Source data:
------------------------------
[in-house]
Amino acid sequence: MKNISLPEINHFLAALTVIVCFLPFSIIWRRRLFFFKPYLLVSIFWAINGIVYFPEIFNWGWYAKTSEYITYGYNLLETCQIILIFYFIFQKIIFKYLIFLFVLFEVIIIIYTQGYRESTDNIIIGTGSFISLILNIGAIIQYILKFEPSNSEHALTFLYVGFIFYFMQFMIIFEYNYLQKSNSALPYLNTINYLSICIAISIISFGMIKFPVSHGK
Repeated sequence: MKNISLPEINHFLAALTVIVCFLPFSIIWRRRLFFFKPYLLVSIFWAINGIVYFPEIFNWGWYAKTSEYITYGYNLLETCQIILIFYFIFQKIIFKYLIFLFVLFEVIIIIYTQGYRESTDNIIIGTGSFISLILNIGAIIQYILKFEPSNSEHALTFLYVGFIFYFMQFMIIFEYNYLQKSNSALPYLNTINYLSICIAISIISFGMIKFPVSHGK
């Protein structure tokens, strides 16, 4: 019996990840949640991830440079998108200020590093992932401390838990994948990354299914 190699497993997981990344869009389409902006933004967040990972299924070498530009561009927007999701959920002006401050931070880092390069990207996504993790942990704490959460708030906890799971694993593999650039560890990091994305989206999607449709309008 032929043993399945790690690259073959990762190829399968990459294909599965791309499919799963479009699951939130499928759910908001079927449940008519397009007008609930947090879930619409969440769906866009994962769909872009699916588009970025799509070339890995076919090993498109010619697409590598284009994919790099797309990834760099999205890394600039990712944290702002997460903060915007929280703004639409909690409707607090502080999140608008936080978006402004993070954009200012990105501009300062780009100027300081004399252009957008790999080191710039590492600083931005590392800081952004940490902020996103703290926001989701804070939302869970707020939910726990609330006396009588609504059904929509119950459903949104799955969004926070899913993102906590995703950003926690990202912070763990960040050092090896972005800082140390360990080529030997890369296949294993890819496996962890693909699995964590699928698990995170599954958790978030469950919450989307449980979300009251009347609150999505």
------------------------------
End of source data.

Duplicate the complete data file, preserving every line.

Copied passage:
[in-house]
Amino acid sequence: MKNISLPEINHFLAALTVIVCFLPFSIIWRRRLFFFKPYLLVSIFWAINGIVYFPEIFNWGWYAKTSEYITYGYNLLETCQIILIFYFIFQKIIFKYLIFLFVLFEVIIIIYTQGYRESTDNIIIGTGSFISLILNIGAIIQYILKFEPSNSEHALTFLYVGFIFYFMQFMIIFEYNYLQKSNSALPYLNTINYLSICIAISIISFGMIKFPVSHGK
Repeated sequence: MKNISLPEINHFLAALTVIVCFLPFSIIWRRRLFFFKPYLLVSIFWAINGIVYFPEIFNWGWYAKTSEYITYGYNLLETCQIILIFYFIFQKIIFKYLIFLFVLFEVIIIIYTQGYRESTDNIIIGTGSFISLILNIGAIIQYILKFEPSNSEHALTFLYVGFIFYFMQFMIIFEYNYLQKSNSALPYLNTINYLSICIAISIISFGMIKFPVSHGK
């Protein structure tokens, strides 16, 4: 019996990840949640991830440079998108200020590093992932401390838990994948990354299914 190699497993997981990344869009389409902006933004967040990972299924070498530009561009927007999701959920002006401050931070880092390069990207996504993790942990704490959460708030906890799971694993593999650039560890990091994305989206999607449709309008 032929043993399945790690690259073959990762190829399968990459294909599965791309499919799963479009699951939130499928759910908001079927449940008519397009007008609930947090879930619409969440769906866009994962769909872009699916588009970025799509070339890995076919090993498109010619697409590598284009994919790099797309990834760099999205890394600039990712944290702002997460903060915007929280703004639409909690409707607090502080999140608008936080978006402004993070954009200012990105501009300062780009100027300081004399252009957008790999080191710039590492600083931005590392800081952004940490902020996103703290926001989701804070939302869970707020939910726990609330006396009588609504059904929509119950459903949104799955969004926070899913993102906590995703950003926690990202912070763990960040050092090896972005800082140390360990080529030997890369296949294993890819496996962890693909699995964590699928698990995170599954958790978030469950919450989307449980979300009251009347609150999505």